That’s how long it takes The Queen Is Dead to cover sleazy record company executives, unrequited love, regicide, suicide, organized religion, women’s bodies, dead poets, and pretty much every other theme you could possibly imagine. In one swoop, The Smiths perfectly summed up the personal and political challenges of life in the UK during Margaret Thatcher’s 1980s.
While the album is definitely a product of its era, these songs feel just as timely three decades later. The music industry is as shallow as ever, there’s no shortage of moral crusaders getting ensnared by their own vices, and in case you haven’t noticed, Morrissey hasn’t exactly learned to love Queen Elizabeth quite yet. (These things take time.)
Prepare yourself for mood swings because we’re celebrating 30 years of The Queen Is Dead with a track-by-track look at Morrissey’s, well, Morrissey-est lyrics. Follow along with every heartbreaking lament, witty turn of phrase, and devilishly sassy insult.
The pleasure, the privilege, is yours.
“The Queen Is Dead”
Sample Lyric: “Pass the pub that wrecks your body/ And the church who’ll snatch your money/ The Queen is dead, boys, and it’s so lonely on a limb.”
Long before he discovered the joys of taking to the internet with his acid-tongued open letters directed at [insert your favorite target here], Morrissey saved his vitriol for songs like “The Queen Is Dead”.
Mad Mozzer pulls no punches as he makes his way through a lyrical hit list, taking on religion, imagining Prince Charles in drag, and fantasizing about “her very lowness with her head in a sling.” (Remember on Meat Is Murder when he just wanted to moon her? Yikes…)
Thank god he hasn’t mellowed with age.
Morrissey Scale: Five open letters on true-to-you.net about the Canadian seal hunt
“Frankly, Mr. Shankly”
Sample Lyric: “Fame, fame, fatal fame/ It can play hideous tricks on the brain/ But still, I’d rather be famous than righteous or holy/ Any day, any day, any day.”
Morrissey is a complicated guy. He knows he’s unlovable (you don’t have to tell him), and the life he’s had could make a good man bad, but it’s all balanced out by a weird, vain side. This is the guy who defended wearing leather shoes shortly after releasing an album called Meat Is Murder, for god’s sake.
But having a public image as a wilting flower doesn’t mean he’s not allowed to be a little fame-hungry now and then. “Frankly, Mr. Shankly” is a smart-ass song about Geoff Travis, the head of Rough Trade Records. He mocks his poetry, calls him a “flatulent pain in the ass,” and shrugs it all off at the end by asking for more money from the label. So thirsty…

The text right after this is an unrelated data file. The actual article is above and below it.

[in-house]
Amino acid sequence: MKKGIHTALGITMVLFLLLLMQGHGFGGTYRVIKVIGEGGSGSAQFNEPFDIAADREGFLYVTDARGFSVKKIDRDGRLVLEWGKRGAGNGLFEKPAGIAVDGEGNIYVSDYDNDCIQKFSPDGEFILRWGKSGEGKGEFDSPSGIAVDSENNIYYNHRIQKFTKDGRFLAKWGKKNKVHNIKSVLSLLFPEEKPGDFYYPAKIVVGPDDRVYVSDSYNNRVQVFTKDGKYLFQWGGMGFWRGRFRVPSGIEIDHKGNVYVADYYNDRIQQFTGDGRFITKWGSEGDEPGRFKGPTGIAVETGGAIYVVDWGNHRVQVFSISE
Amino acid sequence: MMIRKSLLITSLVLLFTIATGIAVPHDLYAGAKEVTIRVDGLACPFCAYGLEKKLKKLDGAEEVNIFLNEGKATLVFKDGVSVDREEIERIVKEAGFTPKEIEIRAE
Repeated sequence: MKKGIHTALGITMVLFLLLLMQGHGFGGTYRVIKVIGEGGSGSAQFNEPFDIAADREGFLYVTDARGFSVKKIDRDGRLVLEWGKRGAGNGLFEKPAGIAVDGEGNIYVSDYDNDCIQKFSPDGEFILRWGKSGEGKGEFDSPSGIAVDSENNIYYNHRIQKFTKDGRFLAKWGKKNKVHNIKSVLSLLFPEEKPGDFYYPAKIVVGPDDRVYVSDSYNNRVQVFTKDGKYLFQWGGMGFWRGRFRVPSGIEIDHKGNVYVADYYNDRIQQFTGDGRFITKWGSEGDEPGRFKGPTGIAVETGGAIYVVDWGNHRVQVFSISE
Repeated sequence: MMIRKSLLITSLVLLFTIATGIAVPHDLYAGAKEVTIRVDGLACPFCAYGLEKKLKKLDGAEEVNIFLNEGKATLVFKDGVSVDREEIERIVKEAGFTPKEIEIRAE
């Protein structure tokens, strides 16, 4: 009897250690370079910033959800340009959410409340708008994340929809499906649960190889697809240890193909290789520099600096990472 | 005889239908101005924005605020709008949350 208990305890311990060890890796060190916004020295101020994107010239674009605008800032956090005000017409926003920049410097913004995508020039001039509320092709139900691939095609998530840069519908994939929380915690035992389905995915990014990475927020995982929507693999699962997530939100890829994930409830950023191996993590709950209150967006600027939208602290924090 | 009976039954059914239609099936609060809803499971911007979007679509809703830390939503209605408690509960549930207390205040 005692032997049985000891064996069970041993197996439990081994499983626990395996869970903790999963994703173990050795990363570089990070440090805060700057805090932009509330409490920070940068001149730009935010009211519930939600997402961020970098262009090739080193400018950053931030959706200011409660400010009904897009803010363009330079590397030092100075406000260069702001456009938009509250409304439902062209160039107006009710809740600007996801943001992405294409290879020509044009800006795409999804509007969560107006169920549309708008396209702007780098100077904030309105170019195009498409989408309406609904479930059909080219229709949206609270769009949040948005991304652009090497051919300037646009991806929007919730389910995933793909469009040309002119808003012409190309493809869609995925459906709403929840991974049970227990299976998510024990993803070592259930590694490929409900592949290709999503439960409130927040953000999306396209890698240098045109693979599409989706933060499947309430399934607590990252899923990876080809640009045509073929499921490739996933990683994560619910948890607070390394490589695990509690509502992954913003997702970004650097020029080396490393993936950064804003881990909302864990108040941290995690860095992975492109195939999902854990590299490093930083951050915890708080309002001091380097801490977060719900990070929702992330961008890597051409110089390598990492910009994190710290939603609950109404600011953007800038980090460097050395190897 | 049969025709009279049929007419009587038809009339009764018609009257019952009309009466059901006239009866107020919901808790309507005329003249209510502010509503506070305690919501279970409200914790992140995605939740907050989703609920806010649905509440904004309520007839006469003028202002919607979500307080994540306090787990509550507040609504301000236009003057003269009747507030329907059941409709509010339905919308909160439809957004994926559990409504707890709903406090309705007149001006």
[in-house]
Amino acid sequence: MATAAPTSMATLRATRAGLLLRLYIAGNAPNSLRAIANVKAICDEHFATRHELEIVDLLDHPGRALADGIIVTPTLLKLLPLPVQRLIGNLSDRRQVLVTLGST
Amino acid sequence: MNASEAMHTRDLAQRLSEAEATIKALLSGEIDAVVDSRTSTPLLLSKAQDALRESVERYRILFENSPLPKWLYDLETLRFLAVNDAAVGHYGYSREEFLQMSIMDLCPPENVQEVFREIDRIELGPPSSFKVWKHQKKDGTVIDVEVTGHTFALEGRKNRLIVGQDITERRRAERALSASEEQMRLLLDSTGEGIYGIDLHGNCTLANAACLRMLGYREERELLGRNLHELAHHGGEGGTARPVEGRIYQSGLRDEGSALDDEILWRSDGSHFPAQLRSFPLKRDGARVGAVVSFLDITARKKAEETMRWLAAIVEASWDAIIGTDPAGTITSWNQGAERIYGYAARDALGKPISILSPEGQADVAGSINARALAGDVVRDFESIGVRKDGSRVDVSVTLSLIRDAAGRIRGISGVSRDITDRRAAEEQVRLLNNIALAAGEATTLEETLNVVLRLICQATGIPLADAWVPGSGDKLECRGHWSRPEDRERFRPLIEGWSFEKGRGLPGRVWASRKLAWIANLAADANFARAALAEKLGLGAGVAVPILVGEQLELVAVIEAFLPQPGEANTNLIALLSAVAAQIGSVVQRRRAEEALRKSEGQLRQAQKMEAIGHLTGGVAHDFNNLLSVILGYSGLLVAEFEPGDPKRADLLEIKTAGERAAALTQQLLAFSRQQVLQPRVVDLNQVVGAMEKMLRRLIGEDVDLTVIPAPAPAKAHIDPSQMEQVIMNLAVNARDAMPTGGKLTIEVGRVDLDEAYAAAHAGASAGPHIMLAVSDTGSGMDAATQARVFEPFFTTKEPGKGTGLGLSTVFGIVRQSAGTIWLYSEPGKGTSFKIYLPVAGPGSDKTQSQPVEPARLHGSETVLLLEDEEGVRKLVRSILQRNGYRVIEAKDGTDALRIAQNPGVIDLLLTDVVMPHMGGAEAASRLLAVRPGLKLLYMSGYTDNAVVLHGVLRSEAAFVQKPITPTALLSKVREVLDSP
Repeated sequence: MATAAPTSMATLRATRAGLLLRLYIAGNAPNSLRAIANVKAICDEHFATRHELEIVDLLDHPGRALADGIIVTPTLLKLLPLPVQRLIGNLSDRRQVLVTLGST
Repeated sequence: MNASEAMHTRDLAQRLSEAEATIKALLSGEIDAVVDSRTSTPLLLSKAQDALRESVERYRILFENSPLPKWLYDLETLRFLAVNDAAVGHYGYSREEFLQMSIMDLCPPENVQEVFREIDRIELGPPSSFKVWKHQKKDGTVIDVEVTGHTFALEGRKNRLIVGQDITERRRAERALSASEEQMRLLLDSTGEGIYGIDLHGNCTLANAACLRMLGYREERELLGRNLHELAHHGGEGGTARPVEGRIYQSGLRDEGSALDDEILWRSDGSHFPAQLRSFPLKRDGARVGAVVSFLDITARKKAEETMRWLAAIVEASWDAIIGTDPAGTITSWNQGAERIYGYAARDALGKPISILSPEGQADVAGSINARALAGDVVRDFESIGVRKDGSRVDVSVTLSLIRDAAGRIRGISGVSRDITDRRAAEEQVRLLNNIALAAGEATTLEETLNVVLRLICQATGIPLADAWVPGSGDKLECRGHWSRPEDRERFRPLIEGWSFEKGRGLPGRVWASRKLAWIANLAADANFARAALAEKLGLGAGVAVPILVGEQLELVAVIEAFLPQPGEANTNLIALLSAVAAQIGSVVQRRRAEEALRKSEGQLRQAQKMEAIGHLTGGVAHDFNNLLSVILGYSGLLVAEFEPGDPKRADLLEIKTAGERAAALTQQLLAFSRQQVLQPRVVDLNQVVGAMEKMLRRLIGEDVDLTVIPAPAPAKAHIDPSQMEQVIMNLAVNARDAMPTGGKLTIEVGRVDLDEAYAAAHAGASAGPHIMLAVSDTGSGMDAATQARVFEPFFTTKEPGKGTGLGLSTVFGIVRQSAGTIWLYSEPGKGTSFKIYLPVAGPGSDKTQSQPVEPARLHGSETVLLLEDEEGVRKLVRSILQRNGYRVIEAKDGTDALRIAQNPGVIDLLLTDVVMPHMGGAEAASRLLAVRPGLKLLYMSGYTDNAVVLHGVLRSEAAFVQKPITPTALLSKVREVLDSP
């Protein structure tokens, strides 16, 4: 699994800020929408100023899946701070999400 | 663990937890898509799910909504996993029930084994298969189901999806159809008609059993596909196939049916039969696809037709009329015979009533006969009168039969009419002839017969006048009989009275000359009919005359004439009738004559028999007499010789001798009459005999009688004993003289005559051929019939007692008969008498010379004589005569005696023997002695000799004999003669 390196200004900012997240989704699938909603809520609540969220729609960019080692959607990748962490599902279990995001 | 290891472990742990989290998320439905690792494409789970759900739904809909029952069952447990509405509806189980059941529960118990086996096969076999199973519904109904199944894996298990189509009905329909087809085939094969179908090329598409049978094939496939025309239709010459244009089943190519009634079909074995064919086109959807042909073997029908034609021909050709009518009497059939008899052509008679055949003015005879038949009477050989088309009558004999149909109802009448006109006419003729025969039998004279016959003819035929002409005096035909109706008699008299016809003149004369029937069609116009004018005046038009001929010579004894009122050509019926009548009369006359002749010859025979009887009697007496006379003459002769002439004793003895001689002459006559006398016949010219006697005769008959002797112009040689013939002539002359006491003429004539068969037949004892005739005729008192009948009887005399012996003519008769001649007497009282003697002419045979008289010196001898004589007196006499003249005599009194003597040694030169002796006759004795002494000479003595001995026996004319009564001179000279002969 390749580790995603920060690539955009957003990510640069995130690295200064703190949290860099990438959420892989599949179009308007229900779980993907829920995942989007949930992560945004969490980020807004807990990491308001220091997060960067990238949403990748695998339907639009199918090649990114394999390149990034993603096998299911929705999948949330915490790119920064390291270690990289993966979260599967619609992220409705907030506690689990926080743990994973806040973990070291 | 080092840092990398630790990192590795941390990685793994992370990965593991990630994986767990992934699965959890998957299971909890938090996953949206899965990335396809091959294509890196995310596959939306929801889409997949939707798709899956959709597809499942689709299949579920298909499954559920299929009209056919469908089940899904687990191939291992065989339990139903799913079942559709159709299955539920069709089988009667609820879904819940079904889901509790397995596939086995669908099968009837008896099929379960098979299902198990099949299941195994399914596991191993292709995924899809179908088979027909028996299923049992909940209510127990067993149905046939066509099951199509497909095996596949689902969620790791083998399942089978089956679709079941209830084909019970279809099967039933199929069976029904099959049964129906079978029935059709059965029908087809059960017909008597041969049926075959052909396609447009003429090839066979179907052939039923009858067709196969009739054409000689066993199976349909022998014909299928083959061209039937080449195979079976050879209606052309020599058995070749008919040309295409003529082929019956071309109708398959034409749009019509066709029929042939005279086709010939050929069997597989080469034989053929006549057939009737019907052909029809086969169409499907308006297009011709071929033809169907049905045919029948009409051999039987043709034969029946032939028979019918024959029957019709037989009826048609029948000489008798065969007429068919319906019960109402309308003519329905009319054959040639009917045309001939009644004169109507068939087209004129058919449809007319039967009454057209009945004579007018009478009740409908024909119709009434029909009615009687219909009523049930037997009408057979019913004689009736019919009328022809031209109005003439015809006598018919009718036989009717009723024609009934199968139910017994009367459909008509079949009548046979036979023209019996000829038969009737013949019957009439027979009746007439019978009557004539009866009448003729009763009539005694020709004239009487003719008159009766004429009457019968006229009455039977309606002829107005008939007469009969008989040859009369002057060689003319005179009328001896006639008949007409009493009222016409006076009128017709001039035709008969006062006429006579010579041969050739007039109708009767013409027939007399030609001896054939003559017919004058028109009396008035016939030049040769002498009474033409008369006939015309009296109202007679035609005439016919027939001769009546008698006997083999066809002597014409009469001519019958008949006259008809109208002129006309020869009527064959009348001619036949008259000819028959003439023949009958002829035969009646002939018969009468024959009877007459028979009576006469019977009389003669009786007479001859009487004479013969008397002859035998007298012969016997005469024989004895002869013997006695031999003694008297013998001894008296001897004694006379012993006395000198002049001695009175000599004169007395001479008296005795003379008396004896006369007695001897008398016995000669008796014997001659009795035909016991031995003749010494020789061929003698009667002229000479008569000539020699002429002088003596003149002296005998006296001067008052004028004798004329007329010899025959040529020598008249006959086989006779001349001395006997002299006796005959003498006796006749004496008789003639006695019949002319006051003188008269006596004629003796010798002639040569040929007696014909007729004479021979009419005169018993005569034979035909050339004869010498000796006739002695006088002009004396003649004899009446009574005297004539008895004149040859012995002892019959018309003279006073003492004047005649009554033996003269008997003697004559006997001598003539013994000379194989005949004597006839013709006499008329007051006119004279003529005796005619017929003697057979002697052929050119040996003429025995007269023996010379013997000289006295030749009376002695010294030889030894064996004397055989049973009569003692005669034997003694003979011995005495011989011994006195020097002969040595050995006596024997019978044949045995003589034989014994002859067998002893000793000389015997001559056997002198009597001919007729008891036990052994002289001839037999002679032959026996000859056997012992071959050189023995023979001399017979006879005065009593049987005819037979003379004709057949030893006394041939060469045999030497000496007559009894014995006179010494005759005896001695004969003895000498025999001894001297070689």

Morrissey Scale: Nine hairdressers on fire
“I Know It’s Over”
Sample Lyric: “If you’re so very good-looking, why do you sleep alone tonight?/ I know, ‘cause tonight is just like any other night.”
Without even the slightest hint of Morrissey’s signature wit, “I Know It’s Over” might be the single most devastating song The Smiths ever recorded. But what good is humor when you’re alone? It’s a six-minute musical punch in the gut, reaching peak Moz in the song’s bridge.
The lyrics become dismissive of all the narrator’s good qualities, asking why he’s still alone if he’s so damn great. The reason? It’s just like any other night.
Did you hear that? It’s the sound of thousands of hearts breaking at the same time because of that line. Oof.
Morrissey Scale: 10 double-decker buses crashing into us
“Never Had No One Ever”
Sample Lyric: “I had a really bad dream/ It lasted 20 years, 7 months, and 27 days.”
“Never Had No One Ever” is a good song, but it ends up feeling like a low point compared to all of the highs on The Queen Is Dead. (That said, any song would probably feel like a letdown sandwiched between “I Know It’s Over” and “Cemetry Gates”.)
The narrator is clearly a stalker, but Morrissey never feels committed to the role. He can definitely write scary songs when he feels like it, but “Never Had No One Ever” feels like a lesser version of “Suffer Little Children” or “Jack the Ripper”.
Morrissey Scale: 1 dear hero imprisoned
Sample Lyric: “All those people, all those lives/ Where are they now?/ With loves and hates and passions just like mine/ They were born and then they lived and then they died.”
For better or worse, The Smiths paved the way for bookworms like The Decemberists to get away with writing rock songs about the things most of us only remember from Cliffs Notes. Here we find Morrissey traipsing through Manchester’s Southern Cemetery and referencing John Keats, W.B. Yeats, and his hero, Oscar Wilde. In a nutshell, “Cemetry Gates” is where we hit peak Morrissey levels.
As the narrator reads the graves, he can’t help but wonder about the people inside of them. But it doesn’t really matter who they were or what they did with their lives because it’s all the same in the end. Maybe they liked or disliked some things along the way, but he nails it with “They were born and then they lived and then they died.”
Morrissey Scale: 10 lovers entwined, passing you by